two other materials to obtain results, however only obtaining results for.

13.    
The galvanometer was then turned to “SHORT”. The
high voltage source and the galvanometer were then unplugged. (Department of
Physics).

 

 

 

 

 

 

 

 

 

 

 

 

 

 

 

 

Observations
and Results

 

Area  of the Parallel Plates:  0.0556 m^2=556cm^2

Known Capacitance = 8.07nF= 8.07E-09F

 

Part
A:

 

Table
1: Calibration of the sensitivity for the Galvanometer.

Value of
deflection (centimeter)

Average
Deflection from 3 (centimeter)

Average
Deflection Total
(centimeter)

Voltage(Potential
Difference)

Sensitivity
(farad volts/centimeter)

2.9±

 
3.03
 

 
2.965
 
 
 
 
 
 

66.7

1.82×10^-7
 
 
 
 
 
 

3.1

66.7

3.1

66.7

2.9

 
2.9
 

66.6

2.9

66.8

2.9

66.6

3.1

 
2.97
 

66.6

2.9

66.7

2.9

66.7

3

 
2.96
 

66.7

2.9

66.7

3

66.7

 

 

Calculations:

Uncertainty=(0.25)(Capacitance)
+ 0.5pF

Uncertainty=(0.25)(8.07nF)
+ 0.0005nF

Uncertainty=2.018nF

 

Sensitivity=
(Voltage)(Known Capacitance)/Average deflection

Sensitivity=
(66.7)(8.07×10^-9)/2.965

Sensitivity=
1.82X10^-7

 

 

 

 

Part
B

 

Table
2: Deflection values and capacitance values obtained for corresponding
plate    

               separation and potential difference.

 
Plate
Separation (centimeters)

 
Value of
deflection (centimeters)

 
Voltage
(Potential
Difference)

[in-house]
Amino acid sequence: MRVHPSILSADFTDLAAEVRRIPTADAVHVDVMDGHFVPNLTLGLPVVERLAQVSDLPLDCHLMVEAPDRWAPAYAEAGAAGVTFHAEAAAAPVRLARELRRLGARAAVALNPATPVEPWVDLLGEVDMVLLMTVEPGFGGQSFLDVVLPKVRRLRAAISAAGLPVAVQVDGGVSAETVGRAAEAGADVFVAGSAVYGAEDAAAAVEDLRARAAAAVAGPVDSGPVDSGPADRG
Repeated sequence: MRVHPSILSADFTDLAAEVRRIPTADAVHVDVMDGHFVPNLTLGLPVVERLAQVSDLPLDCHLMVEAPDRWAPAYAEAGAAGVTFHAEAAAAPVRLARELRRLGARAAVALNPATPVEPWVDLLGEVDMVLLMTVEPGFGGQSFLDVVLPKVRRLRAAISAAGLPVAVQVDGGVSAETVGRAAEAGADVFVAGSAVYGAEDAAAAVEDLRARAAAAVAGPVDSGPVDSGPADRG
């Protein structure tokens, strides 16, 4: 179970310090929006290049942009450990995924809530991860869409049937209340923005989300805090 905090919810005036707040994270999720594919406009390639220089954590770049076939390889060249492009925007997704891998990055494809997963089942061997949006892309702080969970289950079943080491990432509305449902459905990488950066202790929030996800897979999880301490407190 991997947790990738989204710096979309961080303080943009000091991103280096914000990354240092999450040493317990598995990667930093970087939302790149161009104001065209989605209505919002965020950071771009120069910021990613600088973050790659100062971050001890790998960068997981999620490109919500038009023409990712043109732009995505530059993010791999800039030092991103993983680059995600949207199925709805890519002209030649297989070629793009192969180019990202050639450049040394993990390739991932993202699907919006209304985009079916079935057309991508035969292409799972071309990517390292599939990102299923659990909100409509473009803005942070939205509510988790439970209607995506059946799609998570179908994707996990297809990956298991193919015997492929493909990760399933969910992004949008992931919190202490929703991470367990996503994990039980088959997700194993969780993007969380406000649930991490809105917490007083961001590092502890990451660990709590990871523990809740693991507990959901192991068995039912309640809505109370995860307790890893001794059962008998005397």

Capacitance
(F)
 

1/Separation
(centimeters)
 

.03

2.6

143.6

3.295×10^-9

33.3

.05

1.5

151.9

1.797×10^-9

20.0

.08

1.5

151.9

1.797×10^-9

12.5

0.1

0.7

151.7

8.398×10^-10

10

0.12

0.5

151.7

5.999×10^-10

8.33

0.15

0.3

151.7

3.599×10^-10

6.67

0.2

0.2

151.7

2.399×10^-10

5

0.25

0.1

161.3

1.128×10^-10

4

0.3

0.2

166.9

1.090×10^-10

3.33

0.35

0.2

166.9

2.181×10^-10

2.86

0.4

0.2

191.7

1.899×10^-10

2.5

0.5

0.1

199.5

9.49×10^-11

2

0.6

0.1

199.5

9.123×10^-11

1.67

0.7

0.1

199.5

9.123×10^-11

1.43

0.8

0.1

199.5

9.123×10^-11

1.25

0.9

0.05

199.5

4.561×10^-11

1.11

1.0

0.05

199.5

4.561×10^-11

1.00

 

Example
Calculations:

 

1/Separation=1/0.03

1/Separation=33.3

 

Capacitance=(sensitivity)x(deflection)/voltage

Capacitance=(1.82X10^-7)x(2.6)/143.6

             

Figure 2: Graph illustrates the capacitance
obtained corresponding to 1/separation 

                                for air.

 

Capacitance=3.295×10^-9

 

?=Slope/Area

?=1×10^-10/556

?=1.799E-13
F/cm

?=1.799E-11F/m